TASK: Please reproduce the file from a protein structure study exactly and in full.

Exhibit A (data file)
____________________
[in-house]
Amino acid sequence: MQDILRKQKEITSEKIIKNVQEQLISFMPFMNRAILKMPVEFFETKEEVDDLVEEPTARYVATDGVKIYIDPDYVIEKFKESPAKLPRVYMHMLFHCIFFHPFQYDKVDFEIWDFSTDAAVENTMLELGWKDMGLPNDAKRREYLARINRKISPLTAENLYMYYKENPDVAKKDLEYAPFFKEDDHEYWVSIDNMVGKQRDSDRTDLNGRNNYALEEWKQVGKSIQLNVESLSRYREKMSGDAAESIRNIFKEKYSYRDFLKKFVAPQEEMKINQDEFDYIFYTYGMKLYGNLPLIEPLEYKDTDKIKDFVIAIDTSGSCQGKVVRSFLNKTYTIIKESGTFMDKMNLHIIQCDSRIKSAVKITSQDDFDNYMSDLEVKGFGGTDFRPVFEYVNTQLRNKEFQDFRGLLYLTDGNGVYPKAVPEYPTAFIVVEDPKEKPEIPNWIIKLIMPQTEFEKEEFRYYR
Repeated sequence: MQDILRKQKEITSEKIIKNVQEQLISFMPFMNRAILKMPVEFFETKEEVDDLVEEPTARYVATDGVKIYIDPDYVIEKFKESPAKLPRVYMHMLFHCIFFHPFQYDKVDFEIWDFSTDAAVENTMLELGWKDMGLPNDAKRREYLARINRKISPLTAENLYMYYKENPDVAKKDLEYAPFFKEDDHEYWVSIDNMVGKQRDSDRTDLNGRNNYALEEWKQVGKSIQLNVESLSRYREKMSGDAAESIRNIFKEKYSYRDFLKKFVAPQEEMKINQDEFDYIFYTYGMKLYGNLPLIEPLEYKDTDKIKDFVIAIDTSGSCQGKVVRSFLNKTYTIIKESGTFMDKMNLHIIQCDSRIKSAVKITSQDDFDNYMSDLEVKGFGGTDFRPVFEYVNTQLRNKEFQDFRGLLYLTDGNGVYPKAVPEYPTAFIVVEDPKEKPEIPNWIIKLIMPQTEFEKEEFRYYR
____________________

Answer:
[in-house]
Amino acid sequence: MQDILRKQKEITSEKIIKNVQEQLISFMPFMNRAILKMPVEFFETKEEVDDLVEEPTARYVATDGVKIYIDPDYVIEKFKESPAKLPRVYMHMLFHCIFFHPFQYDKVDFEIWDFSTDAAVENTMLELGWKDMGLPNDAKRREYLARINRKISPLTAENLYMYYKENPDVAKKDLEYAPFFKEDDHEYWVSIDNMVGKQRDSDRTDLNGRNNYALEEWKQVGKSIQLNVESLSRYREKMSGDAAESIRNIFKEKYSYRDFLKKFVAPQEEMKINQDEFDYIFYTYGMKLYGNLPLIEPLEYKDTDKIKDFVIAIDTSGSCQGKVVRSFLNKTYTIIKESGTFMDKMNLHIIQCDSRIKSAVKITSQDDFDNYMSDLEVKGFGGTDFRPVFEYVNTQLRNKEFQDFRGLLYLTDGNGVYPKAVPEYPTAFIVVEDPKEKPEIPNWIIKLIMPQTEFEKEEFRYYR
Repeated sequence: MQDILRKQKEITSEKIIKNVQEQLISFMPFMNRAILKMPVEFFETKEEVDDLVEEPTARYVATDGVKIYIDPDYVIEKFKESPAKLPRVYMHMLFHCIFFHPFQYDKVDFEIWDFSTDAAVENTMLELGWKDMGLPNDAKRREYLARINRKISPLTAENLYMYYKENPDVAKKDLEYAPFFKEDDHEYWVSIDNMVGKQRDSDRTDLNGRNNYALEEWKQVGKSIQLNVESLSRYREKMSGDAAESIRNIFKEKYSYRDFLKKFVAPQEEMKINQDEFDYIFYTYGMKLYGNLPLIEPLEYKDTDKIKDFVIAIDTSGSCQGKVVRSFLNKTYTIIKESGTFMDKMNLHIIQCDSRIKSAVKITSQDDFDNYMSDLEVKGFGGTDFRPVFEYVNTQLRNKEFQDFRGLLYLTDGNGVYPKAVPEYPTAFIVVEDPKEKPEIPNWIIKLIMPQTEFEKEEFRYYR